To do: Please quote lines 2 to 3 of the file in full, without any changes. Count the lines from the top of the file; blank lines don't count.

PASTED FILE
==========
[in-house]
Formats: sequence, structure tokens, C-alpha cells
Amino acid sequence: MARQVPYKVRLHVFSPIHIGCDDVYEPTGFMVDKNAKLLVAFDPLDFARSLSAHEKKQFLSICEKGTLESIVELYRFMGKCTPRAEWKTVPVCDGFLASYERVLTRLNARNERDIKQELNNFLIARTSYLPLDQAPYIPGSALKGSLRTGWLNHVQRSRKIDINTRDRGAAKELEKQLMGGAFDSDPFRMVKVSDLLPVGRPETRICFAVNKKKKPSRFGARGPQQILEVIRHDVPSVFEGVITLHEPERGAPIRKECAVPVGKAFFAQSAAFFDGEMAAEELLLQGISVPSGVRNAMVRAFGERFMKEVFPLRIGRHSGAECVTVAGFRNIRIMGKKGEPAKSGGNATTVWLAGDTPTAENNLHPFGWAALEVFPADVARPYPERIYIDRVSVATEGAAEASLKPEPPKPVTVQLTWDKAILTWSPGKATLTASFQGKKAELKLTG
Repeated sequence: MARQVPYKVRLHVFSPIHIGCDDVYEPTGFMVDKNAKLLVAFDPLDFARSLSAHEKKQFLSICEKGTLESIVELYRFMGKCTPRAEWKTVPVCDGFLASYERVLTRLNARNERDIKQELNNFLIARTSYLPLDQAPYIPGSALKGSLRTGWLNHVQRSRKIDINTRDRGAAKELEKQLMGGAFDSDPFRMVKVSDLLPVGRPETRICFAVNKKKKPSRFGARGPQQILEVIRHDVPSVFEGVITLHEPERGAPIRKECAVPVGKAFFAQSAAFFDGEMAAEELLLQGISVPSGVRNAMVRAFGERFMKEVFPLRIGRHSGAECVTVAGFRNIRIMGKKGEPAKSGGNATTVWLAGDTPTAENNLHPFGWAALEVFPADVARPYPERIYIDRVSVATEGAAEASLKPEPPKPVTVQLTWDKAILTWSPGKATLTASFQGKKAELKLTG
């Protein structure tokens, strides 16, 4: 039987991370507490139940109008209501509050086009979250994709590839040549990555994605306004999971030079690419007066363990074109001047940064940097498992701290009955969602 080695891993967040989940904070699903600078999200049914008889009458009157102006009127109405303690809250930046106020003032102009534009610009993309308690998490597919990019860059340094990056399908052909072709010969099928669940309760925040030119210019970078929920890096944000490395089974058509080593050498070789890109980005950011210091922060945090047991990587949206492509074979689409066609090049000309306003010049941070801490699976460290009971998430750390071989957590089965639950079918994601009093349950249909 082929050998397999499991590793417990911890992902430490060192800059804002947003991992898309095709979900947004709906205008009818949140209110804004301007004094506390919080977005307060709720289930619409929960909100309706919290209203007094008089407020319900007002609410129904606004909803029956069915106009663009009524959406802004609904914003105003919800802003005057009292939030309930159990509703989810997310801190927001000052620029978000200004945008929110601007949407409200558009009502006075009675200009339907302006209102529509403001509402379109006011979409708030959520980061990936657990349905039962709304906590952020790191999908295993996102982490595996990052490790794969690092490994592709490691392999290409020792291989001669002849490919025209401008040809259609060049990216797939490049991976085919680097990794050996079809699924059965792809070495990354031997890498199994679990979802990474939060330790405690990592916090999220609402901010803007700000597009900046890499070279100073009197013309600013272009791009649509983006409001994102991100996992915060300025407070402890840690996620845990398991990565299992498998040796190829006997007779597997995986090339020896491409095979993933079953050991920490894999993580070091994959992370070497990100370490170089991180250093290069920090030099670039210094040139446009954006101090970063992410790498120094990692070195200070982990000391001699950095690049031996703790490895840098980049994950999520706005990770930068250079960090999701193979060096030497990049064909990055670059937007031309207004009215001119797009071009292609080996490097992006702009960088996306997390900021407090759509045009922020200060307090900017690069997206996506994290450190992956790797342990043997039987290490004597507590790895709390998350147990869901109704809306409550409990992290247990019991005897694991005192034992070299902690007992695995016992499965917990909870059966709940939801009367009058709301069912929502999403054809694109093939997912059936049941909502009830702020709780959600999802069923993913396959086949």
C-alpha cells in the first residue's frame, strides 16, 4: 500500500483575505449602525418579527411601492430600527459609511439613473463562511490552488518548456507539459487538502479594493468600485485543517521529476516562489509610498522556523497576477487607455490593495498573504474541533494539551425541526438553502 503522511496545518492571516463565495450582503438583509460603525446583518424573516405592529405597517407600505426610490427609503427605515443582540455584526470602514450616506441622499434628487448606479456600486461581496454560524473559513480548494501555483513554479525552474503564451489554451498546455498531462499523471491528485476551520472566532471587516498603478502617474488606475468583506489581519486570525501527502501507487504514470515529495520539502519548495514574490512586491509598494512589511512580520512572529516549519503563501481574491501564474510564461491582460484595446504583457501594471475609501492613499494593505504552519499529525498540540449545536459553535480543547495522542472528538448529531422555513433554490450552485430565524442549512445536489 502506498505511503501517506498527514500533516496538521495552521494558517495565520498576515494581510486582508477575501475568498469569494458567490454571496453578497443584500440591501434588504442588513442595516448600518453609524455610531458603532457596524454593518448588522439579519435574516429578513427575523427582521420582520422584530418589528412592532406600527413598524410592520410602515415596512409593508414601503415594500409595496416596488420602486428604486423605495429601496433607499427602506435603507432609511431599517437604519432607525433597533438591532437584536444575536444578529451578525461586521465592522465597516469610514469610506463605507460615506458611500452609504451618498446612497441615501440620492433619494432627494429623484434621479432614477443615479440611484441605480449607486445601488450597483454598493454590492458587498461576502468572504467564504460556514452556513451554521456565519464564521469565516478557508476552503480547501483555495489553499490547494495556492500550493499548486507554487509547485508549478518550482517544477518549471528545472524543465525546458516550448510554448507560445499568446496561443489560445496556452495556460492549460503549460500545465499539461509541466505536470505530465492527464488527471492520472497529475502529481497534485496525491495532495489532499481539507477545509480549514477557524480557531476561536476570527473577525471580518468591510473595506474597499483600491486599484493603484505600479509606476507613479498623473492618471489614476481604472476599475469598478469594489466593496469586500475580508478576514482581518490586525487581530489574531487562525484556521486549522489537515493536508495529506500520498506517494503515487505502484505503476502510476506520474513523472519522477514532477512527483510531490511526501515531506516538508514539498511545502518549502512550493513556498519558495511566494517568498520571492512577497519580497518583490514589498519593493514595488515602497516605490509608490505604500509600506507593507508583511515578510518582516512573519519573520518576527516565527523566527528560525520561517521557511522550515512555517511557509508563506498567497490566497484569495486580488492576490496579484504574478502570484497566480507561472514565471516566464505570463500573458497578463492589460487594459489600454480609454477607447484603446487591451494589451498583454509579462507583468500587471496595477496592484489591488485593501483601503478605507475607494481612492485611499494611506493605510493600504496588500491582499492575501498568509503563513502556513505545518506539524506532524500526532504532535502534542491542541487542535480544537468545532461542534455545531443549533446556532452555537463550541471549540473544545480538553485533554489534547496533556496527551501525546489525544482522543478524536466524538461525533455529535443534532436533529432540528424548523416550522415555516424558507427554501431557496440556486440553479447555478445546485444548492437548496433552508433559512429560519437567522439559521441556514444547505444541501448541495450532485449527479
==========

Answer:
Formats: sequence, structure tokens, C-alpha cells
Amino acid sequence: MARQVPYKVRLHVFSPIHIGCDDVYEPTGFMVDKNAKLLVAFDPLDFARSLSAHEKKQFLSICEKGTLESIVELYRFMGKCTPRAEWKTVPVCDGFLASYERVLTRLNARNERDIKQELNNFLIARTSYLPLDQAPYIPGSALKGSLRTGWLNHVQRSRKIDINTRDRGAAKELEKQLMGGAFDSDPFRMVKVSDLLPVGRPETRICFAVNKKKKPSRFGARGPQQILEVIRHDVPSVFEGVITLHEPERGAPIRKECAVPVGKAFFAQSAAFFDGEMAAEELLLQGISVPSGVRNAMVRAFGERFMKEVFPLRIGRHSGAECVTVAGFRNIRIMGKKGEPAKSGGNATTVWLAGDTPTAENNLHPFGWAALEVFPADVARPYPERIYIDRVSVATEGAAEASLKPEPPKPVTVQLTWDKAILTWSPGKATLTASFQGKKAELKLTG